Abstracts (first author)
Environmental vs. geographical molecular adaptation in Alpine conifers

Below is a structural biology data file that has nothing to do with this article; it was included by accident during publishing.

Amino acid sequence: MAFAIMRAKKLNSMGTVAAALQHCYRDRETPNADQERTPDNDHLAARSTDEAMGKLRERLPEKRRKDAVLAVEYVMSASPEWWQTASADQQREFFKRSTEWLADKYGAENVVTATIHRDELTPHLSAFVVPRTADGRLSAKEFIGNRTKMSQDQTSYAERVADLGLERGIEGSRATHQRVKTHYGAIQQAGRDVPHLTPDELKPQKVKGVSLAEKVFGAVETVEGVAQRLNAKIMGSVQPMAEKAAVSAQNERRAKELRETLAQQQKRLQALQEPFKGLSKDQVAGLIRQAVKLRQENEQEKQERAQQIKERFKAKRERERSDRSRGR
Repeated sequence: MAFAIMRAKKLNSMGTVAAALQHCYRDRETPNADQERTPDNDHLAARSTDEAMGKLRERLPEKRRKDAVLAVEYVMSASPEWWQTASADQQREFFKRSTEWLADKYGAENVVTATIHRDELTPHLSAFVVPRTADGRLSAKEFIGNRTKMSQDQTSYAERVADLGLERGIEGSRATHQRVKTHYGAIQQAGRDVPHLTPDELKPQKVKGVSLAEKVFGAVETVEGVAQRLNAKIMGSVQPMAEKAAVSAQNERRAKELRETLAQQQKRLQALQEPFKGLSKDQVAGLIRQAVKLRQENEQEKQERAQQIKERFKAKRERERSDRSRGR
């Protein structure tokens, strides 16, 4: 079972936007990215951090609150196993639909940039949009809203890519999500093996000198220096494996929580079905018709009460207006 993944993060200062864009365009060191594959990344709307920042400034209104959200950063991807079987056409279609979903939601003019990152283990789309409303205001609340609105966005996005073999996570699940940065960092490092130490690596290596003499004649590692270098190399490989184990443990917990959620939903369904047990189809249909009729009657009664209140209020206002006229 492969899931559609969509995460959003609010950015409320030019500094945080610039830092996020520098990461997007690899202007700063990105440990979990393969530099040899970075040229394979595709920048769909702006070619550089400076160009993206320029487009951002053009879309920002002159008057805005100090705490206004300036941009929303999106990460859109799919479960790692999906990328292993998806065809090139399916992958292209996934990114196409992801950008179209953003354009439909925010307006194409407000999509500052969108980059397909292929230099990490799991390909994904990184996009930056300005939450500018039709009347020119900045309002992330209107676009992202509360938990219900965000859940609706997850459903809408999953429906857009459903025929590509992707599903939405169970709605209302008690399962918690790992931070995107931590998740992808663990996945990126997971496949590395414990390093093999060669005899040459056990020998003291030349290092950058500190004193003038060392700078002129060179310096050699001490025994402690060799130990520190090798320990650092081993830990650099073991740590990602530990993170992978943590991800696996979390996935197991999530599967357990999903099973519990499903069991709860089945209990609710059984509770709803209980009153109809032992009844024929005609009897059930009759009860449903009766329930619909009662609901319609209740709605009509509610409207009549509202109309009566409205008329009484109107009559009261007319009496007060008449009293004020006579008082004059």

Alpine ecosystems are facing rapid human-induced environmental changes and more knowledge on the adaptive potential of keystone Alpine tree species is needed. This study addresses the question as to whether geographical isolation (IBD) or environmental-driven selection (IBA) is more important for adaptation, based on SNP genotyping of silver fir and larch natural populations in the Alps and Apennines. Genetic structure was tested for both geographical and environmental groups, using AMOVA. For each species, environmental groups were defined using climate variables selected from a multiple factor analysis. Complementary methods were applied to identify outliers based on these groups, and to test for IBD vs. IBA. AMOVA showed weak but significant genetic structure for both group types. Among the potential outliers detected, up to four loci were found for geographical groups and up to seven for environmental groups. A stronger effect of IBD than IBA was found in both species; nevertheless, once spatial effects were removed, elevation in fir and precipitation in larch were relevant factors explaining genetic structure. In Alpine trees, environmental-driven selection and geographical-isolation are both important for adaptation. This process is advantaged by large amount of seeds and strong selection at early stages of establishment.